iii) Rationalized Invoicing

This feature is provided by an invoicing unit 32 that has access to a set of files in the service provider database 20 and in the user database 22. These files contain information relating to any transaction between each user U and each service provider SP that leads to an invoice (purchase of goods or of services) or entering into the calculation of invoicing (using up of flat-rate call time, etc.).

The intermediation platform 12 offers rationalized invoicing for all of the various services offered by the service providers SP. For the user, this feature makes it possible to pay in a single payment for a plurality of services provided by various service providers and obtained via the platform over a given period.

Overall invoicing is managed by an invoicing unit 32 that performs automated accounting for each user. This unit 32 includes a user database U, with, for each user, links concerning:

    • each pay service to which the user is subscribed, and the corresponding personalization (flat-rate call time, extent of services, etc.);
    • the pricing for the service (sum per unit of time used (telephony, information bases, etc.) or per unit of quantity of modules (files, films, pieces of music, etc.) downloaded);
    • the amount of the invoice for each order placed for services enabling online purchases to be made (books, travel, tickets, articles from mail order catalogues, multimedia products, games, etc.); and
    • the provider of each service invoiced.

In addition, the invoicing unit 32 periodically distributes the payments collected from the set of users U to the various providers SP on the basis of such automated accounting. It also sends to the service providers the itemized information contained in its database for internal management purposes.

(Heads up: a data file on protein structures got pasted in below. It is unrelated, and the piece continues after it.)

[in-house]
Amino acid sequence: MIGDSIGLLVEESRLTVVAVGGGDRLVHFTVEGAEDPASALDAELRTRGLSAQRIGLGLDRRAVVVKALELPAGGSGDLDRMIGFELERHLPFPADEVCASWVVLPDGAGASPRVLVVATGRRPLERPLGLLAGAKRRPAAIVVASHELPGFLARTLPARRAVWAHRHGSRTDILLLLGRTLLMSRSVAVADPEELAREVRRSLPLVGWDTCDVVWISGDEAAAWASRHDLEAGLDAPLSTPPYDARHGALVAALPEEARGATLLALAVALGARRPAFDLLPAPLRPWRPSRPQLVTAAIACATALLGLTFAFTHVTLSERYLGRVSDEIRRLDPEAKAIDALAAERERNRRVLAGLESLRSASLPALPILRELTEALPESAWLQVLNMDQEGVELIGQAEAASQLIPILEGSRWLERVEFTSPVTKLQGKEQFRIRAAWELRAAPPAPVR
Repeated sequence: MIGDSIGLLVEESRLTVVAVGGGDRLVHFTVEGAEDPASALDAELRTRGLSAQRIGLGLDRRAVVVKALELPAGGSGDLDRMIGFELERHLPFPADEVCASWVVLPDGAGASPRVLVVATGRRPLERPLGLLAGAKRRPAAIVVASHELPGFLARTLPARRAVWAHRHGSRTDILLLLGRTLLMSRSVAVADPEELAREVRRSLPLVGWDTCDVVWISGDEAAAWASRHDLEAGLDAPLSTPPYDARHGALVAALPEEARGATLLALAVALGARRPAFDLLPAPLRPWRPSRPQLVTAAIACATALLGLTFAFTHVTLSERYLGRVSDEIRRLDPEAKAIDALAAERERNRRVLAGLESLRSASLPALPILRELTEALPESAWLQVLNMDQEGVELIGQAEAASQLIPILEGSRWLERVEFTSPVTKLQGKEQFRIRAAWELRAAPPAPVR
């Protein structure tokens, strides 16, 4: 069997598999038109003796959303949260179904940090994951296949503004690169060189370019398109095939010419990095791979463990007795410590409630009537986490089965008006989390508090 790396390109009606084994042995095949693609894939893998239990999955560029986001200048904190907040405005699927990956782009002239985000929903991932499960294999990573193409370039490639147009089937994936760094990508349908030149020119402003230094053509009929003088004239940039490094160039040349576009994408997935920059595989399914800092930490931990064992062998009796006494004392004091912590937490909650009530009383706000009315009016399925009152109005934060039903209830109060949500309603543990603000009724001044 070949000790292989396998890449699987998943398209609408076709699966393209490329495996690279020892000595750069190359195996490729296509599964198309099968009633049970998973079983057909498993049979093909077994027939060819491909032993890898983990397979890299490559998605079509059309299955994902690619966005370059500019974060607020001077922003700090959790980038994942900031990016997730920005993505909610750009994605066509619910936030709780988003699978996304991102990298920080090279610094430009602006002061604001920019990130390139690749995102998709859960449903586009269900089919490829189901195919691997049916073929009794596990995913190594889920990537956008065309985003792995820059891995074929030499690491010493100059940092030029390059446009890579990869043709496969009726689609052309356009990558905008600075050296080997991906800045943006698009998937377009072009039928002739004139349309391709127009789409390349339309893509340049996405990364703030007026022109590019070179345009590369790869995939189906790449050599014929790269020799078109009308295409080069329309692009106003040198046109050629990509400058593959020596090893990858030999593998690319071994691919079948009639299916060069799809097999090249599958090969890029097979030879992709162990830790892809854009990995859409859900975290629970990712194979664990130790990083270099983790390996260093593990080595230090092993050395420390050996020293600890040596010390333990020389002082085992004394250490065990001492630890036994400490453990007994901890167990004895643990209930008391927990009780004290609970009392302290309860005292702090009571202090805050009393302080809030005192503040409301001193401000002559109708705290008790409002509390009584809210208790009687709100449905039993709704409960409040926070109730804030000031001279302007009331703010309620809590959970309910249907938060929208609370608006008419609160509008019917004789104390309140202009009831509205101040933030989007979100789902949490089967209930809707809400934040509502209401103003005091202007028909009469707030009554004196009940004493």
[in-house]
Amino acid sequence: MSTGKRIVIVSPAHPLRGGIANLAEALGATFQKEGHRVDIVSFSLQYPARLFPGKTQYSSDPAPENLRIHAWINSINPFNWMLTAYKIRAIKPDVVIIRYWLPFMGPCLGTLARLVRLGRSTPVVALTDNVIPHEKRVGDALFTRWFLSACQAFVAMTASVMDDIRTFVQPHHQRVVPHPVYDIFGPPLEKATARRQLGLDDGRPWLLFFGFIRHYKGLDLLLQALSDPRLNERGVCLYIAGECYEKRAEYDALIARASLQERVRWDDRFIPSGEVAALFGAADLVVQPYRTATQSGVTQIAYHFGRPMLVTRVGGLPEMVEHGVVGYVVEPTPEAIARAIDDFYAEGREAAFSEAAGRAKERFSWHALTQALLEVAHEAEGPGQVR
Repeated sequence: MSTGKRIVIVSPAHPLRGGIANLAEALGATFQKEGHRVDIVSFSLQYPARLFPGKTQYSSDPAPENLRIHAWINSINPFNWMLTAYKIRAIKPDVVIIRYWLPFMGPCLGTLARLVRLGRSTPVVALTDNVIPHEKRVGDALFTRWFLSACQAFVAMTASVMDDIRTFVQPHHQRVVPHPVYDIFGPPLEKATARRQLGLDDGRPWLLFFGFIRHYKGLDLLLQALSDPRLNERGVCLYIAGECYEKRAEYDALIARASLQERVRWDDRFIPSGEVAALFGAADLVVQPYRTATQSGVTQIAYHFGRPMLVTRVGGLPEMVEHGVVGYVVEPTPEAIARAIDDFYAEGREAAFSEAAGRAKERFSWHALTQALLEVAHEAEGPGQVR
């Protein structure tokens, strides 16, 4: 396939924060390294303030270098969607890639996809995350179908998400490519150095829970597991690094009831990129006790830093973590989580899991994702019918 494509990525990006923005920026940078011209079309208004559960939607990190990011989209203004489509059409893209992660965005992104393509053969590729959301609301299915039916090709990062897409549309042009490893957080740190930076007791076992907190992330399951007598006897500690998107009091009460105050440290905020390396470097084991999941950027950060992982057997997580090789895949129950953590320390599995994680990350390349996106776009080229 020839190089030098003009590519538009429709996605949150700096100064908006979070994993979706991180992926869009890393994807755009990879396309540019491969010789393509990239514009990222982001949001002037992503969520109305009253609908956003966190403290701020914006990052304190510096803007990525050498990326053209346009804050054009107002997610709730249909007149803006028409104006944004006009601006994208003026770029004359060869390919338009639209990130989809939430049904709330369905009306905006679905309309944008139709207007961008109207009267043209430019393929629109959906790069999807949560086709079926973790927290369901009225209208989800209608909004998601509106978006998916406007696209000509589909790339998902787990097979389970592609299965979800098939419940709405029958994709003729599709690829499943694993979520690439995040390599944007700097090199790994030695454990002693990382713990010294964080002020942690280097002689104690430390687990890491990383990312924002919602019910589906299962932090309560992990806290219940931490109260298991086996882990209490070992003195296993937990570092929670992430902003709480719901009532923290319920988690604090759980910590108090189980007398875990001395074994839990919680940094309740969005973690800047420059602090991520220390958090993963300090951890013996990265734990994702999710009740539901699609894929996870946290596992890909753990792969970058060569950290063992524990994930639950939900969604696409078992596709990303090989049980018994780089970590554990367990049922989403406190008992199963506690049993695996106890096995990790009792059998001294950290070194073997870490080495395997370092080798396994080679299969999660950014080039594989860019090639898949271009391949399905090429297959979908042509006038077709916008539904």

The invoicing unit 32 also manages payment to the various operators of the non-Internet channels NIC, e.g. the mobile telephone operators (MNOs) in order to invoice the communications service proper.

It then becomes possible, via the intermediation platform 12:

    • to pay on line;
    • to invoice the service providers;
    • to invoice the users;
    • to record transactions; and
    • to pay over sums to the non-Internet channel operators.

In a variant, the user communications terminal has an application whose function is to store, in a secure memory of the terminal, data that is characteristic of the services used by the user, and that is necessary for invoicing. For example, the application and the secure memory space can be situated in the security module of a mobile telephone. The intermediation platform periodically enters into communication with the terminal in order to transfer said data so as to perform invoicing using the above-described method. Such periodic communication can be established on the initiative of the platform, which chooses a slack period in which activity drops, or on the initiative of a terminal, e.g. when its secure memory becomes saturated. This mode of producing invoices offers the advantages of imparting flexibility to the intermediation platform which does not need to store, in real time, the information on all of the transactions, of making a high level of reliability and security possible because the terminals generally have secure means such as a security module, and are best placed to record all of the services implemented by a user via said terminals. For example, such a service can be a security service consisting in forming a digital signature, each digital signature formed by a user terminal being counted so as to be invoiced using the above-described method.